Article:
The day came to start the hike. My girlfriend was going to drop me off at the starting point, and pick me up at the end four days later. I had done what at that time I had considered to be a good packing and preparation job. We drove up and arrived at Round Hill’s parking lot. That sudden rush of emotions hit me, what am I doing? Why am I leaving the comforts of civilization, why am I doing this alone, what is wrong with me? Those feelings of doubt, disbelief, and just plain fear gripped me. I hugged and kissed my girlfriend, took a couple pictures, and started down the trail.
Within the first two hours, many of those emotions where leaving me, I actually was enjoying the clean air, smell of the trees, and the peaceful sound of nothing but my feet on the trail. Soon thereafter I began to realize how I was not in as good of physical shape as I thought I was, as I hiked from 300ft elevation up to about 1000ft. As I snacked on my Safeway Sandwich, (I know much better than to pack that type of food now), the rain began. I could see it coming from the top of the mountain ridge lines. Little did I know that most of the rest of the hike would be wet, cold and clammy.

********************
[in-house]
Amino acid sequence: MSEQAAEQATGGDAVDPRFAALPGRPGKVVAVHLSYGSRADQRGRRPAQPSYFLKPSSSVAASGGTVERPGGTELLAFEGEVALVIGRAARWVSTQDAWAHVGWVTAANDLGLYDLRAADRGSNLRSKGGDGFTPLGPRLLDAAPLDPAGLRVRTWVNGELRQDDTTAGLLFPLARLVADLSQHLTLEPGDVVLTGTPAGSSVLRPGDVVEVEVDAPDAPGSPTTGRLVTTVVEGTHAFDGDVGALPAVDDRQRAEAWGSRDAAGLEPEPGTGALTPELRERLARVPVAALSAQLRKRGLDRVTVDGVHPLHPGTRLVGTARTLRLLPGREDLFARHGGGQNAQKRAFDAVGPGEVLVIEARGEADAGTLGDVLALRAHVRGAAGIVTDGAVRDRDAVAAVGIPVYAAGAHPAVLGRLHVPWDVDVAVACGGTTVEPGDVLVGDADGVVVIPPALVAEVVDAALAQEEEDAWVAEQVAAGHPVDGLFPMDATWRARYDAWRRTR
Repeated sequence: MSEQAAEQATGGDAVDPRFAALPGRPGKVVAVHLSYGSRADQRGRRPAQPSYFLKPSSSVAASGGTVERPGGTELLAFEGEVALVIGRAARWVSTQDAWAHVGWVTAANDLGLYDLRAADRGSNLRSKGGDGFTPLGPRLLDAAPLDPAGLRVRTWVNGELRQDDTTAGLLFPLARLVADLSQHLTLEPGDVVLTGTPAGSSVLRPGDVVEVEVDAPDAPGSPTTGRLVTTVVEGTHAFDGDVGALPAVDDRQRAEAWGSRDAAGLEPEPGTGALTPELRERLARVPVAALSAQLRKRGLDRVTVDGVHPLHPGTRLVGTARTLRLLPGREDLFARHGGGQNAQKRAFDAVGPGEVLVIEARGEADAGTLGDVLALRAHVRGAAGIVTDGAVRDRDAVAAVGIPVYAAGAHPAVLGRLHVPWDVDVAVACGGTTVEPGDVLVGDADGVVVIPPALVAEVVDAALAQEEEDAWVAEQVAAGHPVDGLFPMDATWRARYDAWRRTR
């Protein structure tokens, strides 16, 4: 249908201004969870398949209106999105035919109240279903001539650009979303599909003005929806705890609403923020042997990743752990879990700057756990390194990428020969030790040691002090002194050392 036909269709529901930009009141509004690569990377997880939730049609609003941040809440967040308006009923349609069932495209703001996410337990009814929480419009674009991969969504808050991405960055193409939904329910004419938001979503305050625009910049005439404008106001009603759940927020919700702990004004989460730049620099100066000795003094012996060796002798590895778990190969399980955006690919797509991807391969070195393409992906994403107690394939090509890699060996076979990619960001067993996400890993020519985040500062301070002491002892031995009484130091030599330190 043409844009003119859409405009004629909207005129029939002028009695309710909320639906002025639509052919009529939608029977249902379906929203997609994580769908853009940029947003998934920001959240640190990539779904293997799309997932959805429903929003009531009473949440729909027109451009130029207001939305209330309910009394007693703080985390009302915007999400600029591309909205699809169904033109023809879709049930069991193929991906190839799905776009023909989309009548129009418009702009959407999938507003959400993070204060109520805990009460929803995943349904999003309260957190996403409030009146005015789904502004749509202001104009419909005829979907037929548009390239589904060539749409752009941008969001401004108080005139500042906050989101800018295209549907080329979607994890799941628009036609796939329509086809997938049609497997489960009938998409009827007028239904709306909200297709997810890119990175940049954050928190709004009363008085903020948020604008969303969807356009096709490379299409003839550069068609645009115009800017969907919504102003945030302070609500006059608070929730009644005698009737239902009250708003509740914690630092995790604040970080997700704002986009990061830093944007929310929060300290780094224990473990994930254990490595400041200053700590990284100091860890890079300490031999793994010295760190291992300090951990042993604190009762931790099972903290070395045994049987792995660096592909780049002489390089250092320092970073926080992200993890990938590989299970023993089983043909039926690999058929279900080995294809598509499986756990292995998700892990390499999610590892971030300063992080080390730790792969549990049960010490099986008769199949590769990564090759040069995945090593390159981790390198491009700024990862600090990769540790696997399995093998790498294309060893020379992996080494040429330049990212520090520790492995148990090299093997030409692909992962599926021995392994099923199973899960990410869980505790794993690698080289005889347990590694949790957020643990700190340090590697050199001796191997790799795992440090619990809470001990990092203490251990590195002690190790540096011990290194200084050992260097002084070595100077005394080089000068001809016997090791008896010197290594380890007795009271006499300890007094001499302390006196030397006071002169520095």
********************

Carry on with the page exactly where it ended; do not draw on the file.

That first day, I was navigating good, trails marked well, and made it to my campsite within 9 hours…good thing because only about an hour of daylight left. This “campsite” was nothing more than a sign, a wricketedy old barbwire fence, with one wooden bench, AKA tree stump. As I quickly tried to set up my one person tent I could hear very distinct howls, and chirps. I had read in my reasearch that coyotes, and mountain loins could be present.